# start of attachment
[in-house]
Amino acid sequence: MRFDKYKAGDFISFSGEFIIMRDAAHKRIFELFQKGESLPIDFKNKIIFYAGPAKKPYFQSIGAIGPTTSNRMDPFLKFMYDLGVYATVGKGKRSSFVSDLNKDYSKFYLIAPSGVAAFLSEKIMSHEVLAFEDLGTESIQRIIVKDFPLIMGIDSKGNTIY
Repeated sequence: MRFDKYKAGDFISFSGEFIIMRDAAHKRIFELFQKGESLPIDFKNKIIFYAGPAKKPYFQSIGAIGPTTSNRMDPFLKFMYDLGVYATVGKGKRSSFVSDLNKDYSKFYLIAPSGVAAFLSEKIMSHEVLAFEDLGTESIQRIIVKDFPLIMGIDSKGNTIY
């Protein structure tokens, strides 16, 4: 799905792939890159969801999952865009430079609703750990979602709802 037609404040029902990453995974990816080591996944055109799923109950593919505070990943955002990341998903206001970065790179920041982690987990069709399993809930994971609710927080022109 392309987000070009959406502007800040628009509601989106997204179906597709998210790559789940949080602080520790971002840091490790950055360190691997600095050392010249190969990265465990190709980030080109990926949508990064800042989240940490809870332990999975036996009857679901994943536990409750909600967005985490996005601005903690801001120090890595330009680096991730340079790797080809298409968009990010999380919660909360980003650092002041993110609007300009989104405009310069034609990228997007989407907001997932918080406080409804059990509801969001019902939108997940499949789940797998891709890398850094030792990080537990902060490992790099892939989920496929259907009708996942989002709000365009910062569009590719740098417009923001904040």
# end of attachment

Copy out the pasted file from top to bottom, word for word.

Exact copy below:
[in-house]
Amino acid sequence: MRFDKYKAGDFISFSGEFIIMRDAAHKRIFELFQKGESLPIDFKNKIIFYAGPAKKPYFQSIGAIGPTTSNRMDPFLKFMYDLGVYATVGKGKRSSFVSDLNKDYSKFYLIAPSGVAAFLSEKIMSHEVLAFEDLGTESIQRIIVKDFPLIMGIDSKGNTIY
Repeated sequence: MRFDKYKAGDFISFSGEFIIMRDAAHKRIFELFQKGESLPIDFKNKIIFYAGPAKKPYFQSIGAIGPTTSNRMDPFLKFMYDLGVYATVGKGKRSSFVSDLNKDYSKFYLIAPSGVAAFLSEKIMSHEVLAFEDLGTESIQRIIVKDFPLIMGIDSKGNTIY
């Protein structure tokens, strides 16, 4: 799905792939890159969801999952865009430079609703750990979602709802 037609404040029902990453995974990816080591996944055109799923109950593919505070990943955002990341998903206001970065790179920041982690987990069709399993809930994971609710927080022109 392309987000070009959406502007800040628009509601989106997204179906597709998210790559789940949080602080520790971002840091490790950055360190691997600095050392010249190969990265465990190709980030080109990926949508990064800042989240940490809870332990999975036996009857679901994943536990409750909600967005985490996005601005903690801001120090890595330009680096991730340079790797080809298409968009990010999380919660909360980003650092002041993110609007300009989104405009310069034609990228997007989407907001997932918080406080409804059990509801969001019902939108997940499949789940797998891709890398850094030792990080537990902060490992790099892939989920496929259907009708996942989002709000365009910062569009590719740098417009923001904040």